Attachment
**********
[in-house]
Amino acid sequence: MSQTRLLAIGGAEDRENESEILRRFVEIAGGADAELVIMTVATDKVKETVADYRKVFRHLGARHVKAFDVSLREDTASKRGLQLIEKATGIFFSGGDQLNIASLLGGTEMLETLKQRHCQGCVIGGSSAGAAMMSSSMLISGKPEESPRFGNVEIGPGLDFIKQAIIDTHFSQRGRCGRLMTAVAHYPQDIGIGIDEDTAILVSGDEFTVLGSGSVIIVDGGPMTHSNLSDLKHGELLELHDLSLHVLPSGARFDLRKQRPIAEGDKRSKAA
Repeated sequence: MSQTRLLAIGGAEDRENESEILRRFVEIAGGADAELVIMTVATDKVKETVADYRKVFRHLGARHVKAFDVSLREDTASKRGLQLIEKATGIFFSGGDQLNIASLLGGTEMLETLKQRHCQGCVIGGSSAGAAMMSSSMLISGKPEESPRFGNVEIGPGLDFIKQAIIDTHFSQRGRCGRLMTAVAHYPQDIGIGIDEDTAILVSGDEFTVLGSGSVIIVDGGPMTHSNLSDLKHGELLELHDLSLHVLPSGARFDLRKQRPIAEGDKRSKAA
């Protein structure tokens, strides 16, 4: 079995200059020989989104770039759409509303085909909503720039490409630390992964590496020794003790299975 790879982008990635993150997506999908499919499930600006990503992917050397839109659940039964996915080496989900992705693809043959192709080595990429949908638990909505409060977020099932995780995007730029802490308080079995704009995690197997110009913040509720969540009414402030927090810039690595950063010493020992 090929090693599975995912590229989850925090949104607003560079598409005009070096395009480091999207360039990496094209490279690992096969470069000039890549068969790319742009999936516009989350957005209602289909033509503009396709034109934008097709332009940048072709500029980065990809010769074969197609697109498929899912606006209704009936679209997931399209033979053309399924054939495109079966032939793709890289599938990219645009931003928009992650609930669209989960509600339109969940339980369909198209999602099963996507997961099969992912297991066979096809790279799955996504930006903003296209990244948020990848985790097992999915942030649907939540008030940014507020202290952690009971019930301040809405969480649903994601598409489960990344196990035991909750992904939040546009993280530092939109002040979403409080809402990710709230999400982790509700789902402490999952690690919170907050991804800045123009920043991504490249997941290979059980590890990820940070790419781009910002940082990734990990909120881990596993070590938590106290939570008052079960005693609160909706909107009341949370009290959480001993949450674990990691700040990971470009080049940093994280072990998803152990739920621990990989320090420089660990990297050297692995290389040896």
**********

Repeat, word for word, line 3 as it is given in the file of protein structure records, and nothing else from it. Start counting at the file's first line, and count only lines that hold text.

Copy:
Repeated sequence: MSQTRLLAIGGAEDRENESEILRRFVEIAGGADAELVIMTVATDKVKETVADYRKVFRHLGARHVKAFDVSLREDTASKRGLQLIEKATGIFFSGGDQLNIASLLGGTEMLETLKQRHCQGCVIGGSSAGAAMMSSSMLISGKPEESPRFGNVEIGPGLDFIKQAIIDTHFSQRGRCGRLMTAVAHYPQDIGIGIDEDTAILVSGDEFTVLGSGSVIIVDGGPMTHSNLSDLKHGELLELHDLSLHVLPSGARFDLRKQRPIAEGDKRSKAA